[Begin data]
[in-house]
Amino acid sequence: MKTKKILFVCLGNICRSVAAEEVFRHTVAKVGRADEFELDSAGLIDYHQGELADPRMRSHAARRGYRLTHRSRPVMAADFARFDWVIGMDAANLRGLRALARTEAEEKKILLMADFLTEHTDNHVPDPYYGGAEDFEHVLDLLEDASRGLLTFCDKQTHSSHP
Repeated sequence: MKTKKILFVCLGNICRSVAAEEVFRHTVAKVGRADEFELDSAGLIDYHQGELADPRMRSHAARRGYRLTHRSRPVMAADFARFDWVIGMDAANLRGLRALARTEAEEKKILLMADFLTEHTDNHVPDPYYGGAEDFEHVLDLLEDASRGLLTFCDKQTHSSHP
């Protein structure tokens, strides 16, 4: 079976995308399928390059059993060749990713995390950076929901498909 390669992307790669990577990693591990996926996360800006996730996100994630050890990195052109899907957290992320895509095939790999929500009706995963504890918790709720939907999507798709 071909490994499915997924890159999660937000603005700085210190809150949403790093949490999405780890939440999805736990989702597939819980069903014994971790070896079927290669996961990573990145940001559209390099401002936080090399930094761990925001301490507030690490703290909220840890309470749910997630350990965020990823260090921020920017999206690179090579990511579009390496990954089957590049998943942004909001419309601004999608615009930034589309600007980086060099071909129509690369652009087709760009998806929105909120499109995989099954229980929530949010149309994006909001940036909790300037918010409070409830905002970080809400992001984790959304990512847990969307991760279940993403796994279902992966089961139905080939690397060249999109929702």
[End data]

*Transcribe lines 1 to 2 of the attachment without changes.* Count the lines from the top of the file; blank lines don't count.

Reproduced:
[in-house]
Amino acid sequence: MKTKKILFVCLGNICRSVAAEEVFRHTVAKVGRADEFELDSAGLIDYHQGELADPRMRSHAARRGYRLTHRSRPVMAADFARFDWVIGMDAANLRGLRALARTEAEEKKILLMADFLTEHTDNHVPDPYYGGAEDFEHVLDLLEDASRGLLTFCDKQTHSSHP